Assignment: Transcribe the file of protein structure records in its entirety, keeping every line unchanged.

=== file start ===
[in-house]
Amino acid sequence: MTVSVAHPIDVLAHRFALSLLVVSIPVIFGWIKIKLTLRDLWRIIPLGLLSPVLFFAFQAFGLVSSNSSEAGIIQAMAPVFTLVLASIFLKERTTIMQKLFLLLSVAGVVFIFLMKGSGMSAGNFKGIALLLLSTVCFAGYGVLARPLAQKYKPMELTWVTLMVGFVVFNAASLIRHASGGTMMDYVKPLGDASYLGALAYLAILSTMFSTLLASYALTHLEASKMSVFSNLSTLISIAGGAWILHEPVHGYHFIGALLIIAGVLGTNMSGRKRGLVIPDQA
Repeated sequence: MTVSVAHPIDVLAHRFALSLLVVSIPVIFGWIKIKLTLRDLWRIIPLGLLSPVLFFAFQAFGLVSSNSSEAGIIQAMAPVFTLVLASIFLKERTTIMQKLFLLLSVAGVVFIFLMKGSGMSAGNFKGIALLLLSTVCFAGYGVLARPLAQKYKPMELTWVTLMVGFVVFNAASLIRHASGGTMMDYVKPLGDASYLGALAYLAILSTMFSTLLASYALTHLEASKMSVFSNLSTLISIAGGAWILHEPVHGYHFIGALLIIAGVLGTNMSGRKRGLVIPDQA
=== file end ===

[in-house]
Amino acid sequence: MTVSVAHPIDVLAHRFALSLLVVSIPVIFGWIKIKLTLRDLWRIIPLGLLSPVLFFAFQAFGLVSSNSSEAGIIQAMAPVFTLVLASIFLKERTTIMQKLFLLLSVAGVVFIFLMKGSGMSAGNFKGIALLLLSTVCFAGYGVLARPLAQKYKPMELTWVTLMVGFVVFNAASLIRHASGGTMMDYVKPLGDASYLGALAYLAILSTMFSTLLASYALTHLEASKMSVFSNLSTLISIAGGAWILHEPVHGYHFIGALLIIAGVLGTNMSGRKRGLVIPDQA
Repeated sequence: MTVSVAHPIDVLAHRFALSLLVVSIPVIFGWIKIKLTLRDLWRIIPLGLLSPVLFFAFQAFGLVSSNSSEAGIIQAMAPVFTLVLASIFLKERTTIMQKLFLLLSVAGVVFIFLMKGSGMSAGNFKGIALLLLSTVCFAGYGVLARPLAQKYKPMELTWVTLMVGFVVFNAASLIRHASGGTMMDYVKPLGDASYLGALAYLAILSTMFSTLLASYALTHLEASKMSVFSNLSTLISIAGGAWILHEPVHGYHFIGALLIIAGVLGTNMSGRKRGLVIPDQA